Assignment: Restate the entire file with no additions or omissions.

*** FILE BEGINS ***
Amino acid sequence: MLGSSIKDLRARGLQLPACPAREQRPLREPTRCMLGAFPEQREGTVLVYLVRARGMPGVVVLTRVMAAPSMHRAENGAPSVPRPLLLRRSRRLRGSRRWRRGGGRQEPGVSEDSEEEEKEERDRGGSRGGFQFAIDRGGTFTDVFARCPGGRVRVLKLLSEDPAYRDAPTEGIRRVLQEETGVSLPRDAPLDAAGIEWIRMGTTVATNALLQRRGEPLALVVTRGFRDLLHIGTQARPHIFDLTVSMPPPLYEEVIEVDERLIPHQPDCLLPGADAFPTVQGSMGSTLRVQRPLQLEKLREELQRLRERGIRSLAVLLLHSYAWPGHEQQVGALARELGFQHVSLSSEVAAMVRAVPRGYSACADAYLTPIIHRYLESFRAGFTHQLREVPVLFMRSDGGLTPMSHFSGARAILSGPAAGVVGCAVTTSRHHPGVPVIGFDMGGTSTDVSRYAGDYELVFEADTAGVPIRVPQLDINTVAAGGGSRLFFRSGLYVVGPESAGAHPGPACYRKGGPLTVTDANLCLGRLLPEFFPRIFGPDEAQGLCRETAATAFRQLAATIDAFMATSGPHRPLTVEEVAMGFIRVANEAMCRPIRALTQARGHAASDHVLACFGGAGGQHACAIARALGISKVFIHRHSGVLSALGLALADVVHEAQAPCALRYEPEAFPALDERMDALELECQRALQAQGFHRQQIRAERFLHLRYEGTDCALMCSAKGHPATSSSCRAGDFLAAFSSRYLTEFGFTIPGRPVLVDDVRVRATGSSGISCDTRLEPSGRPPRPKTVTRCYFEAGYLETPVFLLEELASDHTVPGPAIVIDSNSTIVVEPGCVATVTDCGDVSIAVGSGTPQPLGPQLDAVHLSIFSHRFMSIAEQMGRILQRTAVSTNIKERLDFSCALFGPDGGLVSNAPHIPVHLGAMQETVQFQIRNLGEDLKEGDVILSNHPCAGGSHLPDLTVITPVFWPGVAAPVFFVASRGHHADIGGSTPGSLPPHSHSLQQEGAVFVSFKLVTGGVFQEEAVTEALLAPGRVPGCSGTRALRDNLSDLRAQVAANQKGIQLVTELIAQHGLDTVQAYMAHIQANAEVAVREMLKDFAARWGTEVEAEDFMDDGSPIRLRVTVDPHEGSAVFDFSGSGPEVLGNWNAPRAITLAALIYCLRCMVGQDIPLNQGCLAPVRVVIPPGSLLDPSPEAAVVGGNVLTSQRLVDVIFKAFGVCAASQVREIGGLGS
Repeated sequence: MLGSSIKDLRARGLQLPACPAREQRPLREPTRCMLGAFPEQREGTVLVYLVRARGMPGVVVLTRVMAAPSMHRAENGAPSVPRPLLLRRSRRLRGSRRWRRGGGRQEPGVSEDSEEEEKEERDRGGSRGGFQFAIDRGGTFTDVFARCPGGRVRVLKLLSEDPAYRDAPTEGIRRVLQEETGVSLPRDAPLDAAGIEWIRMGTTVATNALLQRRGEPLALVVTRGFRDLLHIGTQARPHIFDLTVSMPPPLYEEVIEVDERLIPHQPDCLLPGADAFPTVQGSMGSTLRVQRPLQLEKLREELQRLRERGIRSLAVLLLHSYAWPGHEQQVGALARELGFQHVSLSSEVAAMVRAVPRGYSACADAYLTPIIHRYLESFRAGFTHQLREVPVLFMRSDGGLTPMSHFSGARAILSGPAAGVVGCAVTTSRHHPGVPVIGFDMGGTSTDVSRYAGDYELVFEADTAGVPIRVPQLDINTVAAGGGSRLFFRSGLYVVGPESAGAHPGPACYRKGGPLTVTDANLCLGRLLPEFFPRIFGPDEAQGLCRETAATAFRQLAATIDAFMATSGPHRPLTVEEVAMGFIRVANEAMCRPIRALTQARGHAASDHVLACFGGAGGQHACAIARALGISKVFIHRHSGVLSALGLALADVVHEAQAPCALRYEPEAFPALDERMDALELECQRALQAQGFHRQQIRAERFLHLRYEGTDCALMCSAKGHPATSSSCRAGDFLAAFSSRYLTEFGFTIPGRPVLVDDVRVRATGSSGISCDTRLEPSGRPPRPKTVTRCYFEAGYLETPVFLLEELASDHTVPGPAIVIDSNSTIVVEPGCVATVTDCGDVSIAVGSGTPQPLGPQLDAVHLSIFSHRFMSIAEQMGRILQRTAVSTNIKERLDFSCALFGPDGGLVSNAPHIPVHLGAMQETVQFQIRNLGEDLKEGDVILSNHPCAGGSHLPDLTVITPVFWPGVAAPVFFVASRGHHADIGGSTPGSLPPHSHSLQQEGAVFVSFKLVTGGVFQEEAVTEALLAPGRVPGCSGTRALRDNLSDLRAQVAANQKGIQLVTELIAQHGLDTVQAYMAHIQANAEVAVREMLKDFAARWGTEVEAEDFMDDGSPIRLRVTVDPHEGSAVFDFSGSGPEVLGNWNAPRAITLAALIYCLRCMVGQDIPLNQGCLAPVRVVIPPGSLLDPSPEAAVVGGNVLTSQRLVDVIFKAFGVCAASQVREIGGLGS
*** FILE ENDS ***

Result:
Amino acid sequence: MLGSSIKDLRARGLQLPACPAREQRPLREPTRCMLGAFPEQREGTVLVYLVRARGMPGVVVLTRVMAAPSMHRAENGAPSVPRPLLLRRSRRLRGSRRWRRGGGRQEPGVSEDSEEEEKEERDRGGSRGGFQFAIDRGGTFTDVFARCPGGRVRVLKLLSEDPAYRDAPTEGIRRVLQEETGVSLPRDAPLDAAGIEWIRMGTTVATNALLQRRGEPLALVVTRGFRDLLHIGTQARPHIFDLTVSMPPPLYEEVIEVDERLIPHQPDCLLPGADAFPTVQGSMGSTLRVQRPLQLEKLREELQRLRERGIRSLAVLLLHSYAWPGHEQQVGALARELGFQHVSLSSEVAAMVRAVPRGYSACADAYLTPIIHRYLESFRAGFTHQLREVPVLFMRSDGGLTPMSHFSGARAILSGPAAGVVGCAVTTSRHHPGVPVIGFDMGGTSTDVSRYAGDYELVFEADTAGVPIRVPQLDINTVAAGGGSRLFFRSGLYVVGPESAGAHPGPACYRKGGPLTVTDANLCLGRLLPEFFPRIFGPDEAQGLCRETAATAFRQLAATIDAFMATSGPHRPLTVEEVAMGFIRVANEAMCRPIRALTQARGHAASDHVLACFGGAGGQHACAIARALGISKVFIHRHSGVLSALGLALADVVHEAQAPCALRYEPEAFPALDERMDALELECQRALQAQGFHRQQIRAERFLHLRYEGTDCALMCSAKGHPATSSSCRAGDFLAAFSSRYLTEFGFTIPGRPVLVDDVRVRATGSSGISCDTRLEPSGRPPRPKTVTRCYFEAGYLETPVFLLEELASDHTVPGPAIVIDSNSTIVVEPGCVATVTDCGDVSIAVGSGTPQPLGPQLDAVHLSIFSHRFMSIAEQMGRILQRTAVSTNIKERLDFSCALFGPDGGLVSNAPHIPVHLGAMQETVQFQIRNLGEDLKEGDVILSNHPCAGGSHLPDLTVITPVFWPGVAAPVFFVASRGHHADIGGSTPGSLPPHSHSLQQEGAVFVSFKLVTGGVFQEEAVTEALLAPGRVPGCSGTRALRDNLSDLRAQVAANQKGIQLVTELIAQHGLDTVQAYMAHIQANAEVAVREMLKDFAARWGTEVEAEDFMDDGSPIRLRVTVDPHEGSAVFDFSGSGPEVLGNWNAPRAITLAALIYCLRCMVGQDIPLNQGCLAPVRVVIPPGSLLDPSPEAAVVGGNVLTSQRLVDVIFKAFGVCAASQVREIGGLGS
Repeated sequence: MLGSSIKDLRARGLQLPACPAREQRPLREPTRCMLGAFPEQREGTVLVYLVRARGMPGVVVLTRVMAAPSMHRAENGAPSVPRPLLLRRSRRLRGSRRWRRGGGRQEPGVSEDSEEEEKEERDRGGSRGGFQFAIDRGGTFTDVFARCPGGRVRVLKLLSEDPAYRDAPTEGIRRVLQEETGVSLPRDAPLDAAGIEWIRMGTTVATNALLQRRGEPLALVVTRGFRDLLHIGTQARPHIFDLTVSMPPPLYEEVIEVDERLIPHQPDCLLPGADAFPTVQGSMGSTLRVQRPLQLEKLREELQRLRERGIRSLAVLLLHSYAWPGHEQQVGALARELGFQHVSLSSEVAAMVRAVPRGYSACADAYLTPIIHRYLESFRAGFTHQLREVPVLFMRSDGGLTPMSHFSGARAILSGPAAGVVGCAVTTSRHHPGVPVIGFDMGGTSTDVSRYAGDYELVFEADTAGVPIRVPQLDINTVAAGGGSRLFFRSGLYVVGPESAGAHPGPACYRKGGPLTVTDANLCLGRLLPEFFPRIFGPDEAQGLCRETAATAFRQLAATIDAFMATSGPHRPLTVEEVAMGFIRVANEAMCRPIRALTQARGHAASDHVLACFGGAGGQHACAIARALGISKVFIHRHSGVLSALGLALADVVHEAQAPCALRYEPEAFPALDERMDALELECQRALQAQGFHRQQIRAERFLHLRYEGTDCALMCSAKGHPATSSSCRAGDFLAAFSSRYLTEFGFTIPGRPVLVDDVRVRATGSSGISCDTRLEPSGRPPRPKTVTRCYFEAGYLETPVFLLEELASDHTVPGPAIVIDSNSTIVVEPGCVATVTDCGDVSIAVGSGTPQPLGPQLDAVHLSIFSHRFMSIAEQMGRILQRTAVSTNIKERLDFSCALFGPDGGLVSNAPHIPVHLGAMQETVQFQIRNLGEDLKEGDVILSNHPCAGGSHLPDLTVITPVFWPGVAAPVFFVASRGHHADIGGSTPGSLPPHSHSLQQEGAVFVSFKLVTGGVFQEEAVTEALLAPGRVPGCSGTRALRDNLSDLRAQVAANQKGIQLVTELIAQHGLDTVQAYMAHIQANAEVAVREMLKDFAARWGTEVEAEDFMDDGSPIRLRVTVDPHEGSAVFDFSGSGPEVLGNWNAPRAITLAALIYCLRCMVGQDIPLNQGCLAPVRVVIPPGSLLDPSPEAAVVGGNVLTSQRLVDVIFKAFGVCAASQVREIGGLGS